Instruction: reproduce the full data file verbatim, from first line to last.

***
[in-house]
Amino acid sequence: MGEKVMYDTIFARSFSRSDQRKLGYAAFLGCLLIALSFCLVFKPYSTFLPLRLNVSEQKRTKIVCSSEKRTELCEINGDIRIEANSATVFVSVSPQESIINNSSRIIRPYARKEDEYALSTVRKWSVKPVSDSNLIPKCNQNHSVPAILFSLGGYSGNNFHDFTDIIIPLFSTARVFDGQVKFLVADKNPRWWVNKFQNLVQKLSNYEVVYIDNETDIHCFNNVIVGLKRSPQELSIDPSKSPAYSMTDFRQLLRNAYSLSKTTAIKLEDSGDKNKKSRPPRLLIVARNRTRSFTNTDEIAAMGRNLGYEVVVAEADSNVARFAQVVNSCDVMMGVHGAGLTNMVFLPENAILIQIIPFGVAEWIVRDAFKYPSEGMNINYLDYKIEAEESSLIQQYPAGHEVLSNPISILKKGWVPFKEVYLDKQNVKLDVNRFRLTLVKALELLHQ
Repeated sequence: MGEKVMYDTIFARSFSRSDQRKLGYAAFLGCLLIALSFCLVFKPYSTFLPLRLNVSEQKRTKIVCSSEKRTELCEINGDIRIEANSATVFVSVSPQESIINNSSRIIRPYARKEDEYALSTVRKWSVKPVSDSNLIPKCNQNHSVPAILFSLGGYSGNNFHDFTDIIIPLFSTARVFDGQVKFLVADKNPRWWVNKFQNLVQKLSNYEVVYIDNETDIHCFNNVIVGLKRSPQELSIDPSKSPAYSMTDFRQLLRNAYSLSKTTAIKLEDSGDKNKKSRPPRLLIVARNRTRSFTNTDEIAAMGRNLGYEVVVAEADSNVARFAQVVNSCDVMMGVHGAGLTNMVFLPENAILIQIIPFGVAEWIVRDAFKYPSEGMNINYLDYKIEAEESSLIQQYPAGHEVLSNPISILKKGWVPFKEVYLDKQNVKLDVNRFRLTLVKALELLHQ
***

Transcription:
[in-house]
Amino acid sequence: MGEKVMYDTIFARSFSRSDQRKLGYAAFLGCLLIALSFCLVFKPYSTFLPLRLNVSEQKRTKIVCSSEKRTELCEINGDIRIEANSATVFVSVSPQESIINNSSRIIRPYARKEDEYALSTVRKWSVKPVSDSNLIPKCNQNHSVPAILFSLGGYSGNNFHDFTDIIIPLFSTARVFDGQVKFLVADKNPRWWVNKFQNLVQKLSNYEVVYIDNETDIHCFNNVIVGLKRSPQELSIDPSKSPAYSMTDFRQLLRNAYSLSKTTAIKLEDSGDKNKKSRPPRLLIVARNRTRSFTNTDEIAAMGRNLGYEVVVAEADSNVARFAQVVNSCDVMMGVHGAGLTNMVFLPENAILIQIIPFGVAEWIVRDAFKYPSEGMNINYLDYKIEAEESSLIQQYPAGHEVLSNPISILKKGWVPFKEVYLDKQNVKLDVNRFRLTLVKALELLHQ
Repeated sequence: MGEKVMYDTIFARSFSRSDQRKLGYAAFLGCLLIALSFCLVFKPYSTFLPLRLNVSEQKRTKIVCSSEKRTELCEINGDIRIEANSATVFVSVSPQESIINNSSRIIRPYARKEDEYALSTVRKWSVKPVSDSNLIPKCNQNHSVPAILFSLGGYSGNNFHDFTDIIIPLFSTARVFDGQVKFLVADKNPRWWVNKFQNLVQKLSNYEVVYIDNETDIHCFNNVIVGLKRSPQELSIDPSKSPAYSMTDFRQLLRNAYSLSKTTAIKLEDSGDKNKKSRPPRLLIVARNRTRSFTNTDEIAAMGRNLGYEVVVAEADSNVARFAQVVNSCDVMMGVHGAGLTNMVFLPENAILIQIIPFGVAEWIVRDAFKYPSEGMNINYLDYKIEAEESSLIQQYPAGHEVLSNPISILKKGWVPFKEVYLDKQNVKLDVNRFRLTLVKALELLHQ